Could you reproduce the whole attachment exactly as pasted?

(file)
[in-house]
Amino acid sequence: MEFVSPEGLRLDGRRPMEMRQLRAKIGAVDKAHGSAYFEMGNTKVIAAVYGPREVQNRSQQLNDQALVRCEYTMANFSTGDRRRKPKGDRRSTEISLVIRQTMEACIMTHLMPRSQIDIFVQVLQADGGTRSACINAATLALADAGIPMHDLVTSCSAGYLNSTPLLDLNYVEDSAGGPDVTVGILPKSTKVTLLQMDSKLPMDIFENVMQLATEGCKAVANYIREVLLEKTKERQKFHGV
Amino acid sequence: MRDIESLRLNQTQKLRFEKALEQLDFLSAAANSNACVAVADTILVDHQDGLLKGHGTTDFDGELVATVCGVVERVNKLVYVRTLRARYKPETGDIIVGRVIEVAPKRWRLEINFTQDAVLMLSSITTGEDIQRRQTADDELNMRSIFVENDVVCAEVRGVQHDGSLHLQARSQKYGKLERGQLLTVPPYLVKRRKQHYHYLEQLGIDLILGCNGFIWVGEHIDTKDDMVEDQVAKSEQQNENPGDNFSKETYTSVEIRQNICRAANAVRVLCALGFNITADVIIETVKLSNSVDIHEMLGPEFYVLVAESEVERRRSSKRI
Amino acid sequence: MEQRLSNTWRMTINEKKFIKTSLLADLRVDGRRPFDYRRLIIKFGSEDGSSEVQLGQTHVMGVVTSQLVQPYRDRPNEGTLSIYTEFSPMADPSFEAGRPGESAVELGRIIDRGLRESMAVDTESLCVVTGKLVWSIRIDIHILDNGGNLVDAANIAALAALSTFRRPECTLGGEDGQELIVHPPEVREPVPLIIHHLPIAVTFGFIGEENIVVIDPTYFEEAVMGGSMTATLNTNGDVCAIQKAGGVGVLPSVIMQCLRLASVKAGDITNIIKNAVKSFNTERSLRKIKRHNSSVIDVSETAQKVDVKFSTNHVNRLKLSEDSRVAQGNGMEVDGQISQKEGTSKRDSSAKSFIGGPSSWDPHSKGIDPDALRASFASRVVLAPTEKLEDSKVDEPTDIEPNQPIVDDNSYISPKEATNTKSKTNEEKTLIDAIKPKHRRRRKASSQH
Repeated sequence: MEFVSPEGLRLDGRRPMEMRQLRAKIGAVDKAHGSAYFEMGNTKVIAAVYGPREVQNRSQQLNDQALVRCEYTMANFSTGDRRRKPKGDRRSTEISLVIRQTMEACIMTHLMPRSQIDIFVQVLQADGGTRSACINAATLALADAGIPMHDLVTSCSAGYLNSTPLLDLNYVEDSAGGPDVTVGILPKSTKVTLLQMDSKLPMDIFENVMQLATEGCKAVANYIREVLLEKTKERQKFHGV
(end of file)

[in-house]
Amino acid sequence: MEFVSPEGLRLDGRRPMEMRQLRAKIGAVDKAHGSAYFEMGNTKVIAAVYGPREVQNRSQQLNDQALVRCEYTMANFSTGDRRRKPKGDRRSTEISLVIRQTMEACIMTHLMPRSQIDIFVQVLQADGGTRSACINAATLALADAGIPMHDLVTSCSAGYLNSTPLLDLNYVEDSAGGPDVTVGILPKSTKVTLLQMDSKLPMDIFENVMQLATEGCKAVANYIREVLLEKTKERQKFHGV
Amino acid sequence: MRDIESLRLNQTQKLRFEKALEQLDFLSAAANSNACVAVADTILVDHQDGLLKGHGTTDFDGELVATVCGVVERVNKLVYVRTLRARYKPETGDIIVGRVIEVAPKRWRLEINFTQDAVLMLSSITTGEDIQRRQTADDELNMRSIFVENDVVCAEVRGVQHDGSLHLQARSQKYGKLERGQLLTVPPYLVKRRKQHYHYLEQLGIDLILGCNGFIWVGEHIDTKDDMVEDQVAKSEQQNENPGDNFSKETYTSVEIRQNICRAANAVRVLCALGFNITADVIIETVKLSNSVDIHEMLGPEFYVLVAESEVERRRSSKRI
Amino acid sequence: MEQRLSNTWRMTINEKKFIKTSLLADLRVDGRRPFDYRRLIIKFGSEDGSSEVQLGQTHVMGVVTSQLVQPYRDRPNEGTLSIYTEFSPMADPSFEAGRPGESAVELGRIIDRGLRESMAVDTESLCVVTGKLVWSIRIDIHILDNGGNLVDAANIAALAALSTFRRPECTLGGEDGQELIVHPPEVREPVPLIIHHLPIAVTFGFIGEENIVVIDPTYFEEAVMGGSMTATLNTNGDVCAIQKAGGVGVLPSVIMQCLRLASVKAGDITNIIKNAVKSFNTERSLRKIKRHNSSVIDVSETAQKVDVKFSTNHVNRLKLSEDSRVAQGNGMEVDGQISQKEGTSKRDSSAKSFIGGPSSWDPHSKGIDPDALRASFASRVVLAPTEKLEDSKVDEPTDIEPNQPIVDDNSYISPKEATNTKSKTNEEKTLIDAIKPKHRRRRKASSQH
Repeated sequence: MEFVSPEGLRLDGRRPMEMRQLRAKIGAVDKAHGSAYFEMGNTKVIAAVYGPREVQNRSQQLNDQALVRCEYTMANFSTGDRRRKPKGDRRSTEISLVIRQTMEACIMTHLMPRSQIDIFVQVLQADGGTRSACINAATLALADAGIPMHDLVTSCSAGYLNSTPLLDLNYVEDSAGGPDVTVGILPKSTKVTLLQMDSKLPMDIFENVMQLATEGCKAVANYIREVLLEKTKERQKFHGV